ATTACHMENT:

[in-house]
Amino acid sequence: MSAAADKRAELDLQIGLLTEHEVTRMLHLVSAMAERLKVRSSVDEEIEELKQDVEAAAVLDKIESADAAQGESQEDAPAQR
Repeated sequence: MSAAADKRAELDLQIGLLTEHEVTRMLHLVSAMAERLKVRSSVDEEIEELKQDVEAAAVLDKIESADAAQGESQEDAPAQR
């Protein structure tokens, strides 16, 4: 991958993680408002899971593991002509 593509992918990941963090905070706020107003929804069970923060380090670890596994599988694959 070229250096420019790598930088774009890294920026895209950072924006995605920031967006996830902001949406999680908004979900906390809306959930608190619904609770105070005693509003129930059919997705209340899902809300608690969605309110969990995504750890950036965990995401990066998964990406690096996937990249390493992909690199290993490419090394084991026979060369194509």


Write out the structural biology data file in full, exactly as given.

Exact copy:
[in-house]
Amino acid sequence: MSAAADKRAELDLQIGLLTEHEVTRMLHLVSAMAERLKVRSSVDEEIEELKQDVEAAAVLDKIESADAAQGESQEDAPAQR
Repeated sequence: MSAAADKRAELDLQIGLLTEHEVTRMLHLVSAMAERLKVRSSVDEEIEELKQDVEAAAVLDKIESADAAQGESQEDAPAQR
């Protein structure tokens, strides 16, 4: 991958993680408002899971593991002509 593509992918990941963090905070706020107003929804069970923060380090670890596994599988694959 070229250096420019790598930088774009890294920026895209950072924006995605920031967006996830902001949406999680908004979900906390809306959930608190619904609770105070005693509003129930059919997705209340899902809300608690969605309110969990995504750890950036965990995401990066998964990406690096996937990249390493992909690199290993490419090394084991026979060369194509």